The first question I have is why is a lawyer sitting on a jury? A not-so unspoken trial strategy among lawyers if to remove all the attorneys from the jury panel. The only exception that I can think of would be a case that involved highly technical or elaborate legal theories where an attorney-juror may be beneficial. Even under those circumstances it would be a risky move. Needless to say the article reports the juror was later released, it is unclear if her removal was connected to the glaring look. Read more  about the incident on the ABA’s online article: “Lawyer who flipped the bird at defendant is removed as juror; was cab conflict the reason?”


Cuneiform “receipts” predate writing, still a scientific mystery.

One of the earliest known forms of writing is what scientist (or according to Wikipedia) call cuneiform. From my memory of studying linguistic Anthropology, the emergence of language is often associated with early commercial transactions. Merchants would trade over long distances through an intermediary (or several messengers) who finalized the transaction by delivering the goods together with a “receipt.” The “receipt” has been described as a sealed container that could not be tampered with inconspicuously. For example, if a purchaser was buying twelve cows he would expect to receive a tamper-proof vessel with twelve objects representing the twelve cows purchased.

Naturally, it piqued my interest when I stumbled upon this article about researchers in Mesopotamia studying “clay balls” used for record-keeping, 200 years before writing was invented. The article describes the balls as the “very first data storage system” and as sealed “envelopes” containing a variety of geometrical shapes. It goes on to mention these clay balls are believed to have been used to record economic transaction, yet the utility of the clay balls is still a mystery given the fact they predate the existence of writing. Read more about why scientist are having trouble deciphering the “code” found inside these “receipts” on the Live Science website.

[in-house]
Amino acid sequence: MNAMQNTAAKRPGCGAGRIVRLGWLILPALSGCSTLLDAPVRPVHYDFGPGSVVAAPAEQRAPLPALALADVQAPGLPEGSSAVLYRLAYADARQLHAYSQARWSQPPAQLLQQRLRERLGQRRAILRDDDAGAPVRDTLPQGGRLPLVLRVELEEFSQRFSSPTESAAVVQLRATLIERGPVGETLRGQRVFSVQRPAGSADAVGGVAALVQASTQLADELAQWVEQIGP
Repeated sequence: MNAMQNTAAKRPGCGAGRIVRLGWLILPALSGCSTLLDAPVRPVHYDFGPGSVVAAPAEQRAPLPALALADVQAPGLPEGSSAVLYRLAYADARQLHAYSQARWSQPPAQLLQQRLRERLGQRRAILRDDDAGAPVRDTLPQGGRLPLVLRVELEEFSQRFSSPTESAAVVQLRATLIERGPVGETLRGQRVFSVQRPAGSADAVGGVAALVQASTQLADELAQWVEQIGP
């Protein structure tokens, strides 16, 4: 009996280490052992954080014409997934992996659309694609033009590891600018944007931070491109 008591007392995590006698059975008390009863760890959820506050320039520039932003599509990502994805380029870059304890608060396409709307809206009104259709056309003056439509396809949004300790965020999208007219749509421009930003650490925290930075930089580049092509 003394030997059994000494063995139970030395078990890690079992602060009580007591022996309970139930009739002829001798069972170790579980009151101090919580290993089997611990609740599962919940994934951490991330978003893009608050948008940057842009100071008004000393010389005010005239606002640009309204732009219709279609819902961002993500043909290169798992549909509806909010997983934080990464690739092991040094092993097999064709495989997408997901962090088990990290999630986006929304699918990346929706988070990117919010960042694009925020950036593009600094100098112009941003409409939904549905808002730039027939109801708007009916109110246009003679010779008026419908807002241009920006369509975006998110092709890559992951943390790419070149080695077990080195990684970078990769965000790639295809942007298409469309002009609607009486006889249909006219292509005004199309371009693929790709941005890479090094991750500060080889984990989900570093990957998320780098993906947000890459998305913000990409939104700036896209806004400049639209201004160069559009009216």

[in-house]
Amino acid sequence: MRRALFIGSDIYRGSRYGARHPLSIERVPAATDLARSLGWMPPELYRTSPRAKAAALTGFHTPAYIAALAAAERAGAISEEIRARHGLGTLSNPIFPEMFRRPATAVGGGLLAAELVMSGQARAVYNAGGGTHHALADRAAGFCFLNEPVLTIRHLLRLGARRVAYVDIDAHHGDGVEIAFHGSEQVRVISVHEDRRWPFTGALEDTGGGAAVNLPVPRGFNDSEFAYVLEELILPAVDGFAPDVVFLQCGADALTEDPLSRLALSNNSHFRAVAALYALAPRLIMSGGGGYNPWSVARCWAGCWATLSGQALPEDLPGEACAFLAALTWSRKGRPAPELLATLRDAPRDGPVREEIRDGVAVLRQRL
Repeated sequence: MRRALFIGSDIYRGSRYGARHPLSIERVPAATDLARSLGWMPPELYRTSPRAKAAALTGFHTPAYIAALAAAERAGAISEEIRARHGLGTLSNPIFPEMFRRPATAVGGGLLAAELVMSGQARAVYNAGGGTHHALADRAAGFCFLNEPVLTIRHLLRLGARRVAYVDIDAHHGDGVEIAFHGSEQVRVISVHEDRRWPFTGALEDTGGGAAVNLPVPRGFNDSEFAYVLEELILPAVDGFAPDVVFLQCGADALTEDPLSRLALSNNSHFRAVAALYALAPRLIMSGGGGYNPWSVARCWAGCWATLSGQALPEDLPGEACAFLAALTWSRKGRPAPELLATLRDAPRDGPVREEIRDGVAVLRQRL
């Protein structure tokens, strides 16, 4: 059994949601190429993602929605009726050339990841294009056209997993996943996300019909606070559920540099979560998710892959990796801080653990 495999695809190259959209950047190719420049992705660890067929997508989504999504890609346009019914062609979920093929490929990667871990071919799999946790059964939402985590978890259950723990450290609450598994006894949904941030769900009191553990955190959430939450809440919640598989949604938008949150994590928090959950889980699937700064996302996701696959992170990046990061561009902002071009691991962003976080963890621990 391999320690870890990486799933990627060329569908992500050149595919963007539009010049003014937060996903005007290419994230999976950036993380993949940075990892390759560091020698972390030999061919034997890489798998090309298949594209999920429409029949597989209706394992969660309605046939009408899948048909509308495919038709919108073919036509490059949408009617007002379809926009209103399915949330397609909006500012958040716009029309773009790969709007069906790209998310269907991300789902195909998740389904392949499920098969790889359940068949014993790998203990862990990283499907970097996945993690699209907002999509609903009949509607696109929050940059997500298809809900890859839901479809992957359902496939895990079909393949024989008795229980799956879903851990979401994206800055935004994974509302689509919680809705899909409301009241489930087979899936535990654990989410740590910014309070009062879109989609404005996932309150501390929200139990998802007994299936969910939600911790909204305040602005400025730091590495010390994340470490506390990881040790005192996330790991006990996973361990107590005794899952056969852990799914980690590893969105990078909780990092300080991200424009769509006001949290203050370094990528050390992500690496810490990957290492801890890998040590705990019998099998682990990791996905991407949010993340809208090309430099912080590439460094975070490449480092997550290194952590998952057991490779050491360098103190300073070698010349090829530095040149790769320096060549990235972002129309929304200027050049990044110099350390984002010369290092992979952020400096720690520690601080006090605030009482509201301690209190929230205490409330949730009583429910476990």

When an unstoppable force meets an immovable object: the intersection of law and technology.

In May the ABA posted an article about the various advantages legal practitioners hope to gain by leveraging technology. No doubt, standing by the trendy new mantra “access to information is access to power.” Lawyers, law firms, and search engine titans are increasingly mining information resources, crunching numbers, and analyzing data for the purpose of strategically implementing it in the legal field. The result is interesting to say the least, and if proven to be pragmatic, will likely spearhead the trend of perusing data troves for lawyering. From reading the article it appears the lion’s share of practical application of all this information is in the form of predictions. One such example is using data mining to help predict whether prospective hires will be a “good fit” for a company (One hopes this will improve the arena of law office management beyond the mere Google, Facebook, and Twitter profile searches).

Other helpful predictions include charting what the “going rate” or the standard fee is, to ensure that a firm’s rates are “competitive.” The article even references information services that predict the viability of a winning (or losing) lawsuit, to predicting whether a particular motion will be granted or denied. Perhaps future technology developments will predict how jurors will decide in a particular case. One cannot help but ask what impact this information will have on discovery procedures.

At any rate, watching the intersection of technology with the legal industry always has its redeeming qualities, even if it is purely for entertainment purposes. Whether the edge of having access to “big data” will be a privilege vested with a few larger firms with bigger resources. Or whether the information revolution will trickle down to meager lawyers that still have to pick their cases manually (or on their own merits); we will have to see.




Mid City Porch Crawl Saturday October 19.

In New Orleans the month of October is always filled to the brim with social engagements. One of my absolute favorite October events is the Mid City Porch Crawl. The crawl begins at Finn McCool’s Irish Pub at 3701 Banks Street and kickoff is set for 5 p.m. For more information on the vendors, the food, the drinks, the price, and any other questions check out their website.

TIP: You can take the streetcar to avoid searching for a parking spot.